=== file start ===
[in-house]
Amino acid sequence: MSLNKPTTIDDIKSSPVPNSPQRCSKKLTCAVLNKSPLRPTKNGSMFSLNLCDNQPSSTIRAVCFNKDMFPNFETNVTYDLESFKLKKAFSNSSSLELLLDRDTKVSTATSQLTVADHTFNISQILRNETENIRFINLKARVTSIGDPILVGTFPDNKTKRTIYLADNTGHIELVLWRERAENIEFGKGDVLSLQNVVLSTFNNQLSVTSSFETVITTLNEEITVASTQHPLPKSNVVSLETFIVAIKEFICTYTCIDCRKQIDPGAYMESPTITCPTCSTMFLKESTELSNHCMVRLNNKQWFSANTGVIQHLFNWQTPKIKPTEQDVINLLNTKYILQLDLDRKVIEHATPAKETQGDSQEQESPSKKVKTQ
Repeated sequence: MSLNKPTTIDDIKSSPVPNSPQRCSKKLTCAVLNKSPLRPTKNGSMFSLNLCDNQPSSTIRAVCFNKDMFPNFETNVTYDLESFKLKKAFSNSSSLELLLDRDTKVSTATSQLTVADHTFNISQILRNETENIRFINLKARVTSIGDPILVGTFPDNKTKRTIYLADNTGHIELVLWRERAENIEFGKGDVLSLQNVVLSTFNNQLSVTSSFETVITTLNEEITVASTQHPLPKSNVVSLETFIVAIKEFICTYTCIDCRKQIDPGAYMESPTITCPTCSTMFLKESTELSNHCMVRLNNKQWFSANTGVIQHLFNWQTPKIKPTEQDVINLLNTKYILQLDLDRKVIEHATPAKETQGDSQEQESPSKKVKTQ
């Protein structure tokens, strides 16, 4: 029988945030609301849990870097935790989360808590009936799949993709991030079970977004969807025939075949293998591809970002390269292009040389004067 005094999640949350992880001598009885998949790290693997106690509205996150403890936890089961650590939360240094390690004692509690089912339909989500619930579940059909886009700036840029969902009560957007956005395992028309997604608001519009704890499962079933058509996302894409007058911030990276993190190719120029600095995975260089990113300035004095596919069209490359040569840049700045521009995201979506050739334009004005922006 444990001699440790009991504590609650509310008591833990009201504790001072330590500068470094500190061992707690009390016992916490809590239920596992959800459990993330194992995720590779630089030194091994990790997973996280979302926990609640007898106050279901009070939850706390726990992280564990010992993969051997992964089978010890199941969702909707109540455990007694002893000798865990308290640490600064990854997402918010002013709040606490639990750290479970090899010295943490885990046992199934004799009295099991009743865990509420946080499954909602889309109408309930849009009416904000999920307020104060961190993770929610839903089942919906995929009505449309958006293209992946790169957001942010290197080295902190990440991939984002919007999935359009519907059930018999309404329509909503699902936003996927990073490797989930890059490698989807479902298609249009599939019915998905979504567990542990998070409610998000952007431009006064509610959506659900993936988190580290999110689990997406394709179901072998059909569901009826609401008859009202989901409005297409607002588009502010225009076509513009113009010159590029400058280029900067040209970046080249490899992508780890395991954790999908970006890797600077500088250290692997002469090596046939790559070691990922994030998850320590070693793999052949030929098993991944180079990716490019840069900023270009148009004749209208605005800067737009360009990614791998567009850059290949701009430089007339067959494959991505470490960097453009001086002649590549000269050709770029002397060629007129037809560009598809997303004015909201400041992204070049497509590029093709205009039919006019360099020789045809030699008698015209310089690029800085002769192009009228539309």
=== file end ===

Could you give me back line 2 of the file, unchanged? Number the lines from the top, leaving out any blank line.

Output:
Amino acid sequence: MSLNKPTTIDDIKSSPVPNSPQRCSKKLTCAVLNKSPLRPTKNGSMFSLNLCDNQPSSTIRAVCFNKDMFPNFETNVTYDLESFKLKKAFSNSSSLELLLDRDTKVSTATSQLTVADHTFNISQILRNETENIRFINLKARVTSIGDPILVGTFPDNKTKRTIYLADNTGHIELVLWRERAENIEFGKGDVLSLQNVVLSTFNNQLSVTSSFETVITTLNEEITVASTQHPLPKSNVVSLETFIVAIKEFICTYTCIDCRKQIDPGAYMESPTITCPTCSTMFLKESTELSNHCMVRLNNKQWFSANTGVIQHLFNWQTPKIKPTEQDVINLLNTKYILQLDLDRKVIEHATPAKETQGDSQEQESPSKKVKTQ